It was quite a sight. Parker residents lined the streets Oct. 14 to pay their respects to Sgt. Michael Rudd, the first La Paz County Sheriff’s Deputy killed in the line of duty. A procession of vehicles from law enforcement agencies around the area brought him home to Parker for the last time. It was a parade that stretched out for some distance.
Looking at this procession, and listening to the people as they watched, one could sense the high regard the residents have for law officers. They appreciated the work they do, and thanked them for their service to the community.
Police officers and first responders in general have a tough, difficult and dangerous job. They see things most human beings would never want to see. They see the very worst of humanity and what human beings can do to each other. They are there when people are grieving, injured, in pain, and dying.
They do it because they care about people.
I think of this as I think of all the bad things being said about the police these days from the so-called “activists.” They say the police are racist and are enforcers of white supremacy. They oppress and openly murder Blacks and other “people of color.” The system is so racist and unjust that it cannot be reformed. It must be defunded or abolished.
The trouble is, there’s some truth to this. We know, for example, that one of the major causes for the Detroit riots of 1967 was racist attitudes on the part of the Detroit Police Department. Law enforcement, particularly in the South, was used to enforce unjust laws against Blacks and Jim Crow laws.
It’s been said that seeing the police as protectors is an example of “white privilege.” Yet, I can tell you there were people of many different colors who came out to honor Sgt. Rudd.
I’m convinced the difference is one of perception and attitude. If you have a police department that acts more like an occupying army, of course people are going to be hostile. On the other hand, if the police are involved in the community and are seen as helping people, the residents will think much more highly of them.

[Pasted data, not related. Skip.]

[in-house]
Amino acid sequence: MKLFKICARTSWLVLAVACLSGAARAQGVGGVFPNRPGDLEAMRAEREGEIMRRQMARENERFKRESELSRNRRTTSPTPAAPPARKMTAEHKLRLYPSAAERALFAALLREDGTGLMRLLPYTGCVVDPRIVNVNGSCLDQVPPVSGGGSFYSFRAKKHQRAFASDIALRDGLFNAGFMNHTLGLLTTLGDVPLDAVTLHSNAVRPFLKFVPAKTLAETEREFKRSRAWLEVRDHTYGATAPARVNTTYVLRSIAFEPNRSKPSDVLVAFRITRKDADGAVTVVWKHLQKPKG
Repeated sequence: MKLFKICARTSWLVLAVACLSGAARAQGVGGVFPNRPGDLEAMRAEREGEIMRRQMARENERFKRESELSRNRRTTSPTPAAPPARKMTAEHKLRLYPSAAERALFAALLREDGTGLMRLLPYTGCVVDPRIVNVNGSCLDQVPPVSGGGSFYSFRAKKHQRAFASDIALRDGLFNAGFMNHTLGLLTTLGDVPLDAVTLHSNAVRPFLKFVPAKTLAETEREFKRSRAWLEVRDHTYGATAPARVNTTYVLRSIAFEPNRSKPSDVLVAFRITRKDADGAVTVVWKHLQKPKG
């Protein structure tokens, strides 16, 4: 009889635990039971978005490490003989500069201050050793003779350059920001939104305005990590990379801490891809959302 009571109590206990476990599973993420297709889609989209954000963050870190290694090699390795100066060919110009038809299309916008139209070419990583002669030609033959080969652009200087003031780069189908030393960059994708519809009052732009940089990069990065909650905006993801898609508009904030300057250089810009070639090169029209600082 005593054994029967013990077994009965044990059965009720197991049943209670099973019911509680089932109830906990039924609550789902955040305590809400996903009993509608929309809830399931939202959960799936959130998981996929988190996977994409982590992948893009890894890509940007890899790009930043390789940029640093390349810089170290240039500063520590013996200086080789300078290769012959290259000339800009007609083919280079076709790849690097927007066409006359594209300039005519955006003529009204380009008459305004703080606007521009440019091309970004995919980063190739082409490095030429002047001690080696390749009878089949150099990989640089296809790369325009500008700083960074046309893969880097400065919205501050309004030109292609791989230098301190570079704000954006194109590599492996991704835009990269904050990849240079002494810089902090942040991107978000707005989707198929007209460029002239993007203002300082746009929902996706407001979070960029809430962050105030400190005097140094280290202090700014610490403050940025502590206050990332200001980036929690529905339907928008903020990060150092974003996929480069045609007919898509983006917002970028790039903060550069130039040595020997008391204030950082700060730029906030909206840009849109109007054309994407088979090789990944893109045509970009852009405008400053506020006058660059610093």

That’s the way it is here in La Paz County. We know our police officers, and they know us. They’re involved in the community. We know their families. We can see them doing things every day to help people. We feel like they’re part of us. For the most part, we don’t feel that they are here to give us a hard time.
When police are involved in the community and people see them as helping others, you don’t see riots or hostility to the police.
The idea of defunding the police and using the money on social programs is based on the great myth of socialism: there’s plenty to go around, but some mean, nasty, rotten rich people are hogging it all. The fact is, eliminating the police completely wouldn’t provide nearly enough money for all the social programs the activists want.
There are those who want to abolish the police. This assumes the police are the problem. In fact, the police are often responding to problems already existing in the community that they didn’t make or cause.
NBA great Charles Barkley was mocked by the activists when he pointed out the absurdity of calls to defund or abolish the police. He said wealthy white neighborhoods would always be protected. He then asked what would Blacks do if there’s trouble in their neighborhoods.
“Who are we supposed to call?” he asked. “Ghostbusters?”
Barkley was being humorous, but he made a good point. We will always have a need for law enforcement. We don’t need police who act like an occupying army. We need police who are involved in their communities and know the residents and who the residents will know.
Yes, we need to spend money on social programs, but it shouldn’t come at the expense of law enforcement. Police departments need to recognize the greatest asset they have are the residents of their community. Community outreach and community relations should be more than just a sign on an office door. They should be on the minds of each and every police officer every day.
Maybe Parker and La Paz County can provide some examples of what to do.